Myths and Legends of China

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The young mandarin joyfully returned to the temple, and offered sacrifices by way of thanksgiving to the Ch’êng-huang P’u-sa for bringing his innocence to light, but he could not refrain from addressing to him what one is disposed to consider a well-merited reproach.

“You made me fall down,” he said, “and so led people to think I was guilty, and now you accept my gifts. Aren’t you ashamed to do such a thing? You have no face!

As he uttered the words all the plaster fell from the face of the idol, and was smashed into fragments.

From that day forward the Ch’êng-huang P’u-sa of Yen Ch’êng has had no skin on his face. People have Page 405tried to patch up the disfigured countenance, but in vain: the plaster always falls off, and the face remains skinless.

Some try to defend the Ch’êng-huang P’u-sa by saying that he was not at home on the day when his temple was visited by the accused boy and his relatives, and that one of the little demons employed by him in carrying off dead people’s spirits out of sheer mischief perpetrated a practical joke on the poor boy.

In that case it is certainly hard that his skin should so persistently testify against him by refusing to remain on his face!

The Origin of a Lake

In the city of Ta-yeh Hsien, Hupei, there is a large sheet of water known as the Liang-ti Lake. The people of the district give the following account of its origin:

About five hundred years ago, during the Ming dynasty, there was no lake where the broad waters now spread. A flourishing hsien city stood in the centre of a populous country. The city was noted for its wickedness, but amid the wicked population dwelt one righteous woman, a strict vegetarian and a follower of all good works. In a vision of the night it was revealed to her that the city and neighbourhood would be destroyed by water, and the sign promised was that when the stone lions in front of the yamên wept tears of blood, then destruction was near at hand. Like Jonah at Nineveh, the woman, known to-day simply as Niang-tzŭ, walked up and down the streets of the city, warning all of the coming calamity. She was laughed at and looked upon as mad by the careless people. A pork-butcher in the town, a noted wag, took some pig’s blood and sprinkled it round the eyes of the stone lions. This had the desired effect, for when Niang-tzŭ saw the blood Page 406she fled from the city amid the jeers and laughter of the inhabitants. Before many hours had passed, however, the face of the sky darkened, a mighty earthquake shook the country-side, there was a great subsidence of the earth’s surface, and the waters of the Yangtzŭ River flowed into the hollow, burying the city and villages out of sight. But a spot of ground on which the good woman stood, after escaping from the doomed city, remained at its normal level, and it stands to-day in the midst of the lake, an island called Niang-tzŭ, a place at which boats anchor at night, or to which they fly for shelter from the storms that sweep the lake. They are saved to-day because of one good woman helped by the gods so long ago.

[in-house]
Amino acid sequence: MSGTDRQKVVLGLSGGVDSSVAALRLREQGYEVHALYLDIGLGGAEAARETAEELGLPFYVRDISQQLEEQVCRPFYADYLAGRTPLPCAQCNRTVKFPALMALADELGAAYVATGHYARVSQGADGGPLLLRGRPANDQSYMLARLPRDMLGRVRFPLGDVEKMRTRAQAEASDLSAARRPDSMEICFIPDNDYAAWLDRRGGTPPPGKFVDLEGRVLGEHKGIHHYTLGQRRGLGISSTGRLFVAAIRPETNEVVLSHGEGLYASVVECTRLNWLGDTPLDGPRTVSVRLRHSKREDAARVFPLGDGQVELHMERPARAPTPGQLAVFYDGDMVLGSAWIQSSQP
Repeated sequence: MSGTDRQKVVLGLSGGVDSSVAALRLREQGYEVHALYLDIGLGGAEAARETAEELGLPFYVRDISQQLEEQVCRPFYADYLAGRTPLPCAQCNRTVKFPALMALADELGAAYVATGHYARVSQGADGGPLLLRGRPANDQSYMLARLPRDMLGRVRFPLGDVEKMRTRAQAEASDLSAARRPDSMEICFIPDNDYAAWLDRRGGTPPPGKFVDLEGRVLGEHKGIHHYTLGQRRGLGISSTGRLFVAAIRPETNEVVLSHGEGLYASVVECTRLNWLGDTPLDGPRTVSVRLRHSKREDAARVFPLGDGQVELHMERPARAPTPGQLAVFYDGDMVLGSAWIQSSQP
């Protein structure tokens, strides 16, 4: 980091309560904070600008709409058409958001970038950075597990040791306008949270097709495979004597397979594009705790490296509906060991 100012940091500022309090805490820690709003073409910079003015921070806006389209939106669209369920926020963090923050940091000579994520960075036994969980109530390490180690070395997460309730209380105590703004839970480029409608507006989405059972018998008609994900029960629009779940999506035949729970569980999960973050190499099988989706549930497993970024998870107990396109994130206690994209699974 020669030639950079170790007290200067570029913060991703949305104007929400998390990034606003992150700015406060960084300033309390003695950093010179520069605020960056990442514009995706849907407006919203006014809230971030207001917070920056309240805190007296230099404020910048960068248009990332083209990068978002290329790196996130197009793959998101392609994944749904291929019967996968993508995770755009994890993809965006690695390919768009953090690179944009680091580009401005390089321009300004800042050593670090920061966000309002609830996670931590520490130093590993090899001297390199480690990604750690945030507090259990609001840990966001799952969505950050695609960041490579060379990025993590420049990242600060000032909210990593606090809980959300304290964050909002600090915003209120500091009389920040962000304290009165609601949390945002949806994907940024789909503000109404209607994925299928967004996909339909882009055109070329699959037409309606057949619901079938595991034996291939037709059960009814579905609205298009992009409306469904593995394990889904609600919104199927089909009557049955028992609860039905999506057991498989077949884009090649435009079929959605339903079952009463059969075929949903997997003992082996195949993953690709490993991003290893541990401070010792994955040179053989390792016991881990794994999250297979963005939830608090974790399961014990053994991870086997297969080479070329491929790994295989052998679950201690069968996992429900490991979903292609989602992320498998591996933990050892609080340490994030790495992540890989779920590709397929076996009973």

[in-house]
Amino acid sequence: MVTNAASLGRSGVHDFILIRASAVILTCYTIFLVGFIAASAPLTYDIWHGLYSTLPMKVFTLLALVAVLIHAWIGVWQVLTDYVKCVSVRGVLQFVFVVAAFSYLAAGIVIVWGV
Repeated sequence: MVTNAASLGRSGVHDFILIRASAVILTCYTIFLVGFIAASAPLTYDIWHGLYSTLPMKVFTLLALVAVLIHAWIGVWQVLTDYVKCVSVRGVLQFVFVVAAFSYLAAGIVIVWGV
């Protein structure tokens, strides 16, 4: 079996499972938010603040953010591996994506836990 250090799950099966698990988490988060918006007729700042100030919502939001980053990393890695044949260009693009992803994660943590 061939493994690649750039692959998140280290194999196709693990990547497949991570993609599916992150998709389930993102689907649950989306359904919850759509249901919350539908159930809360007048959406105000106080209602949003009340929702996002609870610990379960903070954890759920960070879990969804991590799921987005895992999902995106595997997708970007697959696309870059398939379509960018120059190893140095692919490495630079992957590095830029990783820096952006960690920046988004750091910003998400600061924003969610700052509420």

As a proof of the truth of the above story, it is asserted that on clear days traces of the buried city may be seen, while occasionally a fisherman casting his net hauls up some household utensil or relic of bygone days.

Miao Creation Legends

If the Miao have no written records, they have many legends in verse, which they learn to repeat and sing. The Hei Miao (or Black Miao, so called from their dark chocolate-coloured clothes) treasure poetical legends of the Creation and of a deluge. These are composed in lines of five syllables, in stanzas of unequal length, one interrogative and one responsive. They are sung or recited by two persons or two groups at feasts and festivals, often by a group of youths and a group of maidens. The legend of the Creation commences: